In the dynamic landscape of the Indian automotive industry, understanding the Goods and Services Tax (GST) rates on cars, vehicles, and automobiles is crucial for both consumers and businesses. In this blog we will discuss GST on vehicles and insurance in India.
GST, implemented in 2017, streamlined the indirect tax structure in India. When it comes to vehicles, GST is levied at different rates based on the type and purpose of the vehicle. Let's delve into the specifics:
Passenger cars fall under the 28% GST bracket, with an additional cess ranging from 1% to 22%, depending on factors such as engine capacity and type. Buyers need to consider these additional cess charges when budgeting for their new ride.
Two-wheelers, a popular choice for many Indian commuters, attract a GST rate of 28%. However, like passenger cars, a cess is applicable based on factors such as engine capacity.
Recognising the need for a sustainable future, the government offers a boost to electric mobility. Electric vehicles enjoy a reduced GST rate of 5%, making them an attractive option for eco-conscious consumers. This initiative aims to promote cleaner transportation and reduce the carbon footprint.
Commercial vehicles, including trucks and buses, are subject to a GST rate of 28%, similar to passenger cars. However, the additional cess is comparatively lower, making it a more straightforward taxation structure for businesses involved in the transportation sector.
Apart from the vehicle purchase, understanding the implications of GST on vehicle insurance is equally important. Vehicle insurance, a mandatory requirement for all vehicles on Indian roads, attracts a GST rate of 18%. This includes both third-party liability insurance and comprehensive insurance policies. Consumers should note that the 18% GST applies not only to the premium amount but also to any additional charges or fees associated with the insurance policy. Therefore, when calculating the overall insurance cost, it's essential to account for the GST component.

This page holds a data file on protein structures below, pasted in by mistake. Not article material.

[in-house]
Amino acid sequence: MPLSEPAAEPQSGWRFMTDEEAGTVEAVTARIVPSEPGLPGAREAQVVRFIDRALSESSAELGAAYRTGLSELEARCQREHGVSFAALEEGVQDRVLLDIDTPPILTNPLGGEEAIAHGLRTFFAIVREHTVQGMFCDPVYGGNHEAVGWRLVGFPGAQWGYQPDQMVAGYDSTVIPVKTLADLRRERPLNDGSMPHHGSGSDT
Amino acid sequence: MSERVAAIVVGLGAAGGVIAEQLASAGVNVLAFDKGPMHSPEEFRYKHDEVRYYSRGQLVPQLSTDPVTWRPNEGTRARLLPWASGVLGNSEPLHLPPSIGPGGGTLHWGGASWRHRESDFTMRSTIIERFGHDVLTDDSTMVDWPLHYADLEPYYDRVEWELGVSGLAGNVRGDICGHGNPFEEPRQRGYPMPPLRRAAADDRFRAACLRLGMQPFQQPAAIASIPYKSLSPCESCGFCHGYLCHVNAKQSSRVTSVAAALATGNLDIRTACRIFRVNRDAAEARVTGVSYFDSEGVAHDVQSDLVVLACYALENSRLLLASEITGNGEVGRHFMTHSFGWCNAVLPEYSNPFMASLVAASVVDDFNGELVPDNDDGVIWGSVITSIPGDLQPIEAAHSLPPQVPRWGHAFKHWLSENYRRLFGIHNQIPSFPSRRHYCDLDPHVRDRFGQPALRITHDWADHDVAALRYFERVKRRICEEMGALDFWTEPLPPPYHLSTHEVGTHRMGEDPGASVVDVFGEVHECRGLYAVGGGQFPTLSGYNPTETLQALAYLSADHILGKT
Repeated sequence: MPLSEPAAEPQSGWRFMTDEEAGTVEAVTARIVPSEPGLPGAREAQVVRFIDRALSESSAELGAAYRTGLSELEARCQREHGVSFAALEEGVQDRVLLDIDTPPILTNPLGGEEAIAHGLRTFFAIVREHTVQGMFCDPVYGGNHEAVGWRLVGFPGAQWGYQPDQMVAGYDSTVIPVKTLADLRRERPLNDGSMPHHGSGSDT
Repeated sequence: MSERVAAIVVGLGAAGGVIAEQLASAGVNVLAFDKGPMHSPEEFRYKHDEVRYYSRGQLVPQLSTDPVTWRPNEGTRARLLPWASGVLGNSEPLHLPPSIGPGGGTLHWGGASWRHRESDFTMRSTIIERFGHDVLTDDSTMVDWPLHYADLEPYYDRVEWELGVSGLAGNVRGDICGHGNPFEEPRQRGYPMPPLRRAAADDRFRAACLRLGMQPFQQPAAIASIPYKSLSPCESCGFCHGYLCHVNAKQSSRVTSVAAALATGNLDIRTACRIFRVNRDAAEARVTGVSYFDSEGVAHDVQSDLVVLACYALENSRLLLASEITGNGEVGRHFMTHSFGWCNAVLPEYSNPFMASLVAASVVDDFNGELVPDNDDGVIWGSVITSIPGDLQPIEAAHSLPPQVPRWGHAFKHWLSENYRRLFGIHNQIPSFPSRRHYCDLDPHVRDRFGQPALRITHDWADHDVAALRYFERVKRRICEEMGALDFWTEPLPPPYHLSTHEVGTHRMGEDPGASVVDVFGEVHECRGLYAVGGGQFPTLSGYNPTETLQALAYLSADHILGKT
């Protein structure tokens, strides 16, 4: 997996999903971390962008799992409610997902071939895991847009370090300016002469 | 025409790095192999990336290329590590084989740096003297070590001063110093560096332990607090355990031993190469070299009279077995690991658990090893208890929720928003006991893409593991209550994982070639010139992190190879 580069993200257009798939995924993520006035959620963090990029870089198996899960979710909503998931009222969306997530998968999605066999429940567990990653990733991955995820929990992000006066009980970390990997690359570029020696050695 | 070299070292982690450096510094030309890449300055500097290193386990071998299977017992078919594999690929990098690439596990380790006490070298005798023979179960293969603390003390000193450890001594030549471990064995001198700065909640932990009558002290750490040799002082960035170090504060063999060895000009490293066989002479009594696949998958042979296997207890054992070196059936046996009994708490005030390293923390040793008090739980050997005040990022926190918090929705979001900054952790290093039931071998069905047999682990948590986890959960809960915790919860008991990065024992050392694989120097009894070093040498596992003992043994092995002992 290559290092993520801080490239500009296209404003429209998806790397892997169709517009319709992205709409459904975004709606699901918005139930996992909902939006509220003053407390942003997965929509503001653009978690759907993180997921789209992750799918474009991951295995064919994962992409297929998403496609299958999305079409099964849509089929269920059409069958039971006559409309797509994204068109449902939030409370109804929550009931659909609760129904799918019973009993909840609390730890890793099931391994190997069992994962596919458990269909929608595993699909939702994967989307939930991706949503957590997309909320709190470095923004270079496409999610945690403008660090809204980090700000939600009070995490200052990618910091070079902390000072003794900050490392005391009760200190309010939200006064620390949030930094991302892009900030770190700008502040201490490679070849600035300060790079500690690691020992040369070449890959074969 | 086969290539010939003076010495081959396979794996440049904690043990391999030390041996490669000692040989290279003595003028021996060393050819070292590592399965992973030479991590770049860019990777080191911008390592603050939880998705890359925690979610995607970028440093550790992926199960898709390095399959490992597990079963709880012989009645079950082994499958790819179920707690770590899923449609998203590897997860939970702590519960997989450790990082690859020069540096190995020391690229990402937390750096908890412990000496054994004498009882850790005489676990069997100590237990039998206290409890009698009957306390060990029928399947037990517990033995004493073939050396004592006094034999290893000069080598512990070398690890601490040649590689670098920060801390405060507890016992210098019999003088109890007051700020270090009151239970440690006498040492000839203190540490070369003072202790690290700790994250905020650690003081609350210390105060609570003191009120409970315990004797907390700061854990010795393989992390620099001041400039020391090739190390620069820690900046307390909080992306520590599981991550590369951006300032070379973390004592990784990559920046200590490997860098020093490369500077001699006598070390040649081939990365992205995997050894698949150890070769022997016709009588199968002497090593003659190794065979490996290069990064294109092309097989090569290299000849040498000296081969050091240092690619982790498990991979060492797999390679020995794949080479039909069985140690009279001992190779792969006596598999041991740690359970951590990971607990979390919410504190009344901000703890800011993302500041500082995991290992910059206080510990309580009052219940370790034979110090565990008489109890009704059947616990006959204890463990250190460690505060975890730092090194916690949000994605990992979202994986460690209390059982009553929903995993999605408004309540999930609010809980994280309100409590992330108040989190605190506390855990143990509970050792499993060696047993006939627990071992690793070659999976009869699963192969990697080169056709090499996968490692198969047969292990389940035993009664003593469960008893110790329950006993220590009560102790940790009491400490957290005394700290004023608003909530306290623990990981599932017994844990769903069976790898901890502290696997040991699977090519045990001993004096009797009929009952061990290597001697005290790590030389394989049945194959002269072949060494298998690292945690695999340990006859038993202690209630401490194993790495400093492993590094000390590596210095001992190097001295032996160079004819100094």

The government's push for a sustainable future is evident in the preferential treatment given to electric vehicles. By applying a mere 5% GST on electric vehicles, policymakers aim to incentivize the adoption of eco-friendly transportation options. This reduced rate is a significant advantage for consumers looking to make the switch to electric vehicles, not only from an environmental perspective but also from a financial one.
Commercial vehicles play a pivotal role in the country's logistics and transportation sector. With a 28% GST rate and a relatively lower cess, the taxation structure for commercial vehicles is designed to support businesses engaged in the movement of goods and passengers. However, businesses should carefully evaluate the overall cost implications, including GST, before making substantial investments in their fleet.
In conclusion, as the automotive industry continues to evolve, staying abreast of GST regulations is essential for a seamless and informed vehicle purchase experience. The government's initiatives, such as reduced GST on electric vehicles, demonstrate a commitment to fostering sustainable practices and steering the nation toward a cleaner, greener future.
GST on cars in India is implemented across multiple slab rates of 28%, 18%, 12% and 5%. The most relevant GST rate on cars is 28% which applies to motor vehicles including those for commercial as well as personal use.
The GST rate on cars depends on several factors such as length, fuel type and engine capacity. For instance, a compensation cess of 3% and 1% respectively is now applicable on 1500cc diesel and 1200cc petrol automobiles of length up to 4000 mm with passenger capacity of 10 individuals to less than 13 individuals.
The GST rate on electric vehicles has been reduced from 12% to 5%. Additionally, GST on charging stations or chargers for electric vehicles has been reduced from 18% to 5%.
The Indian government offers a low GST rate of 5% on all EVs, which is significantly lower than the tax burden diesel and petrol cars have to bear. Furthermore, at the time of paying back the EV loan, the customer may get an exemption of up to Rs 1,50,000 under the recently added section, 80EEB.
The two taxes charged to the end consumer on cars and bikes previously were VAT and excise, with an average combined rate of 26.50% to 44% which is higher than the GST rates of 18% and 28%. Therefore, there has been less burden of tax on the end consumer under GST.